The fluids sent to the laboratory were collected under sterile aseptic conditions by the concerned clinicians. No anticoagulant was used during the time of collection. Hemorrhagic effusions received were taken in a clean tube. The fluid was centrifuged at 2000 rpm for 10 min. A total of six smears were prepared from the sediment thus obtained.

CF was prepared by mixing absolute ethanol, chloroform, and GAA in the proportion of 6:3:1, respectively. Modified CF was prepared by mixing 95% ethanol and GAA in the proportion of 6:1, respectively. Two smears each were placed in CF and modified CF for 5 min. Smears were transferred to 95% ethanol. They were stained with Pap and H & E stains.

NSRT

Two smears were dried in an incubator at 37°C for 5 min. Smears were rehydrated by flooding with normal saline for 30 s. Slides were fixed in 95% ethanol. They were stained with Pap and H&E stains.

These slides were then analyzed for

  1. Efficiency in reducing the number of RBCs

  2. The effects of processing on the nuclear and cytoplasmic staining characteristics

  3. Improvement in cellular yield and hence its diagnostic utility.

Statistical analysis

Statistical analysis was performed using the SPSS statistical software package, version 16. The Chi-square test was used to find out the association of different techniques in the reduction of RBC. A P < 0.05 was considered statistically significant.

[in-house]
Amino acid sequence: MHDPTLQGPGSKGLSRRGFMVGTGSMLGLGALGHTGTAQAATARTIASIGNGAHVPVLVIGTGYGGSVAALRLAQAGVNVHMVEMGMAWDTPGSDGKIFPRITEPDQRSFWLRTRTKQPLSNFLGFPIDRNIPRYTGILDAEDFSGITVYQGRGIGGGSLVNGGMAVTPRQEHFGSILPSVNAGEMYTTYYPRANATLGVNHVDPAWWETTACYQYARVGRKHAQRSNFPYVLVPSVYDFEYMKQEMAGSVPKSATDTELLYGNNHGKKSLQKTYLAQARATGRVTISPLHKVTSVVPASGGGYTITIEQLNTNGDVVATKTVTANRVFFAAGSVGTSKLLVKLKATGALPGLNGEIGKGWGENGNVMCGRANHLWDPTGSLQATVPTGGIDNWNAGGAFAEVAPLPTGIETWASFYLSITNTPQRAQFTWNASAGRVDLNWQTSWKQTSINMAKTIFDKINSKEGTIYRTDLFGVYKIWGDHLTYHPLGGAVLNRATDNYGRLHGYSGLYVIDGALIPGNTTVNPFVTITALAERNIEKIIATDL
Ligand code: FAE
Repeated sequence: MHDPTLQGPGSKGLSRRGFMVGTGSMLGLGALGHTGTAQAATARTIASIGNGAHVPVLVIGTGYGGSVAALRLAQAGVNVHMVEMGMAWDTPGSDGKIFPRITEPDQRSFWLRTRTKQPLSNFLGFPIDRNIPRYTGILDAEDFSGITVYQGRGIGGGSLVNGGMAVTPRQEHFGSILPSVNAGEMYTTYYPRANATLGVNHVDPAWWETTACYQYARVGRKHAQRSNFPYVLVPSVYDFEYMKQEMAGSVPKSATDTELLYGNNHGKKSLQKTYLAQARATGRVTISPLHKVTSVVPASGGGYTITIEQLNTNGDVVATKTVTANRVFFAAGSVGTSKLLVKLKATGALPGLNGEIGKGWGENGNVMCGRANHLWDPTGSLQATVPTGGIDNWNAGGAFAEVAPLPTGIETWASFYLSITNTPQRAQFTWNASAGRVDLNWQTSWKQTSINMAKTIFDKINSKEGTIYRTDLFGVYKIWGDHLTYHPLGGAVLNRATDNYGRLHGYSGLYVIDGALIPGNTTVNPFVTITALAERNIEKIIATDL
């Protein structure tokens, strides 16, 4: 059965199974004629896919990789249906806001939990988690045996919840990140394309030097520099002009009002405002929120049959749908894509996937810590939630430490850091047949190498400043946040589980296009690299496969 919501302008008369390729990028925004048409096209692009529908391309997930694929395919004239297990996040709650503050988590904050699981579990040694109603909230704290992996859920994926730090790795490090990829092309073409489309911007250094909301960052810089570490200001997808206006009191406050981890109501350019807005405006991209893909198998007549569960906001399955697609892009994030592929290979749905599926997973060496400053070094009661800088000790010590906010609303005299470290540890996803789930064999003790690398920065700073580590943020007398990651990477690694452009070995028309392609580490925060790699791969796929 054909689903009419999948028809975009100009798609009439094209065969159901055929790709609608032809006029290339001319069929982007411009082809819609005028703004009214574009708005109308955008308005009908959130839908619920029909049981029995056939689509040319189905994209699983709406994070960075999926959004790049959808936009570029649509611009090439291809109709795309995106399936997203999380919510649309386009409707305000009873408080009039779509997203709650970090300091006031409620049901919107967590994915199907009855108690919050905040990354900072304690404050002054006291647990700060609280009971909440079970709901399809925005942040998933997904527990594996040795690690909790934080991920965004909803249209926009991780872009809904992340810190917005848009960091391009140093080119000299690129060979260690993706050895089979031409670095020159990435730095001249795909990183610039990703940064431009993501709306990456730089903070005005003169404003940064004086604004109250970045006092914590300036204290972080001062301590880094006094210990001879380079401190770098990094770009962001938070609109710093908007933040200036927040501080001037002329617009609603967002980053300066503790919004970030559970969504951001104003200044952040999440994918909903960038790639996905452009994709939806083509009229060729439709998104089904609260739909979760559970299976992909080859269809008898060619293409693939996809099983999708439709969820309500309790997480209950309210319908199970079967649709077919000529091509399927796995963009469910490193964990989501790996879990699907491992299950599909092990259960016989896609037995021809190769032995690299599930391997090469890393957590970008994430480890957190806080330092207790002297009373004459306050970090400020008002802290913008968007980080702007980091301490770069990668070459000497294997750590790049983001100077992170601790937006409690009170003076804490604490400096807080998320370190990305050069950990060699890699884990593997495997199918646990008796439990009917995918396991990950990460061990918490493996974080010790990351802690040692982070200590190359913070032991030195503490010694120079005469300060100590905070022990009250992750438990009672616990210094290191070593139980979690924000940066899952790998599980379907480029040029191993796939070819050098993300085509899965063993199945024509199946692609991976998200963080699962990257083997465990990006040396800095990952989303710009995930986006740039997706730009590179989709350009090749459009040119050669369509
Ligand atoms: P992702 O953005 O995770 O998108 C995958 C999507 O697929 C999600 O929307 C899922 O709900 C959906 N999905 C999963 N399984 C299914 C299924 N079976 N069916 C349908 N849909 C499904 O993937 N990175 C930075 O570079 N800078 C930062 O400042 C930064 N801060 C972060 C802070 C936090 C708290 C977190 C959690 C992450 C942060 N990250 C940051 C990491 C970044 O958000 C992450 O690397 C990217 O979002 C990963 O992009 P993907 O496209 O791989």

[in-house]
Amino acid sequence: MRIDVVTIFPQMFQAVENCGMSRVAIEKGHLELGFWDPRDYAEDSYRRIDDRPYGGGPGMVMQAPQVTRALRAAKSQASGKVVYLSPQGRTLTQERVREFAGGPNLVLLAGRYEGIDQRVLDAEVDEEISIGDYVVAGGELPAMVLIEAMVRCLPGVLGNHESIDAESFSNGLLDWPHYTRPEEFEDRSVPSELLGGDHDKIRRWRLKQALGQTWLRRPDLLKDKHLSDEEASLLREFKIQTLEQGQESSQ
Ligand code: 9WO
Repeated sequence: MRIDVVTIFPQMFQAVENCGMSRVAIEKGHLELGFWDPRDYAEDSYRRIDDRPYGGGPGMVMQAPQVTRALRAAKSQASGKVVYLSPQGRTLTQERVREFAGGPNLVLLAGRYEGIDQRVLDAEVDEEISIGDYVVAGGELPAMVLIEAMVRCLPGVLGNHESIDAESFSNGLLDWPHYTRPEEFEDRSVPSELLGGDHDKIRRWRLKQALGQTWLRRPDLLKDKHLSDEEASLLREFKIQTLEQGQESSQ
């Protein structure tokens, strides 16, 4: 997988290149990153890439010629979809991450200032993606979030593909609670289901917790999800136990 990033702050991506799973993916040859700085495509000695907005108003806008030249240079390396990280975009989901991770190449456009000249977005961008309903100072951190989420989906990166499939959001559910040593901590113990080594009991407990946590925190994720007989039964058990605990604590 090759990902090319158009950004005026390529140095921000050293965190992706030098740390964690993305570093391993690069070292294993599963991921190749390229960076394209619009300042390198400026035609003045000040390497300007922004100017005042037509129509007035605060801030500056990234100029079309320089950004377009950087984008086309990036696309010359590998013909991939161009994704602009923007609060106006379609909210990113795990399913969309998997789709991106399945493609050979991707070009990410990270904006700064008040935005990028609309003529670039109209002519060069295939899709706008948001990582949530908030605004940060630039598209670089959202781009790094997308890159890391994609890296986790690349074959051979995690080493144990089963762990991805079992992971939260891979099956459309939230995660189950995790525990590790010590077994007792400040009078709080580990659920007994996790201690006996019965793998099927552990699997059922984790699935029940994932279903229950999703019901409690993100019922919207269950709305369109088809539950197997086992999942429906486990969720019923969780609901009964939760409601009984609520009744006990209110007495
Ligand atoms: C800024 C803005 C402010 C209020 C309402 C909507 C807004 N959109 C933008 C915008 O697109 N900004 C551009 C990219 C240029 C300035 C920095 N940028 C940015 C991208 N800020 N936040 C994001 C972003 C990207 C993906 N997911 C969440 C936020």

RESULTS

A total of 942 samples were received out of which 178 were hemorrhagic. Of these, 96 hemorrhagic samples fulfilled the inclusion criteria and were included in the study.

Effect of reduction of RBCs on smear background

CF and MCF showed very similar results of 30–60% reduction [Figures 1 and 2], whereas more than 60% reduction was seen in 85.40% cases by NSRT method [Figure 3]. The reduction has been found out to be statistically significant with a P- < 0.001 [Table 1].

Figure 1:: (a) Reactive mesothelial cells in hemorrhagic effusion treated with MCF ×40 (Pap) (b) Reactive mesothelial cells in hemorrhagic effusion treated with MCF ×40 (H&E).